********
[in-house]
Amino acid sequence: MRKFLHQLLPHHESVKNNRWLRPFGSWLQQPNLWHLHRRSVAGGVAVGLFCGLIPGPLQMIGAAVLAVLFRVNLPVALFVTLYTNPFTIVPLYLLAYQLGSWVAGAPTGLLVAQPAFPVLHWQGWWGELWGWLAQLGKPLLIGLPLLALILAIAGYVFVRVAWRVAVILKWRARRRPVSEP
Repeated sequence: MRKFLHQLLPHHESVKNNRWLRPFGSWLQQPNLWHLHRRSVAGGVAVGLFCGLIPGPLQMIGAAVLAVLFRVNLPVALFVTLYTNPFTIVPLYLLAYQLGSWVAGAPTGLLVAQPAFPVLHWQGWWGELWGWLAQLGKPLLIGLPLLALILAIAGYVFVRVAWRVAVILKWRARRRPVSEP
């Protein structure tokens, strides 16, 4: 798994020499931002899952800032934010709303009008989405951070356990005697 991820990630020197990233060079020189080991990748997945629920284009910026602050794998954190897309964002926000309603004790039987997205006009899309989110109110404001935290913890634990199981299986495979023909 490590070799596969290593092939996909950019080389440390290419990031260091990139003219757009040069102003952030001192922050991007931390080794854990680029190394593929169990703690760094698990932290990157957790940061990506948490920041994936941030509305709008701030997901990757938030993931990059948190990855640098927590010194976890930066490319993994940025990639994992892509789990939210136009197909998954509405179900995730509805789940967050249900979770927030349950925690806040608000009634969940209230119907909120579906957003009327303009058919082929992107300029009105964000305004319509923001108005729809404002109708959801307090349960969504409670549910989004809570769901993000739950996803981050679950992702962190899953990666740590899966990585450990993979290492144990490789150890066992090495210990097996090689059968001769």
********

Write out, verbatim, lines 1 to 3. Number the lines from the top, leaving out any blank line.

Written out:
[in-house]
Amino acid sequence: MRKFLHQLLPHHESVKNNRWLRPFGSWLQQPNLWHLHRRSVAGGVAVGLFCGLIPGPLQMIGAAVLAVLFRVNLPVALFVTLYTNPFTIVPLYLLAYQLGSWVAGAPTGLLVAQPAFPVLHWQGWWGELWGWLAQLGKPLLIGLPLLALILAIAGYVFVRVAWRVAVILKWRARRRPVSEP
Repeated sequence: MRKFLHQLLPHHESVKNNRWLRPFGSWLQQPNLWHLHRRSVAGGVAVGLFCGLIPGPLQMIGAAVLAVLFRVNLPVALFVTLYTNPFTIVPLYLLAYQLGSWVAGAPTGLLVAQPAFPVLHWQGWWGELWGWLAQLGKPLLIGLPLLALILAIAGYVFVRVAWRVAVILKWRARRRPVSEP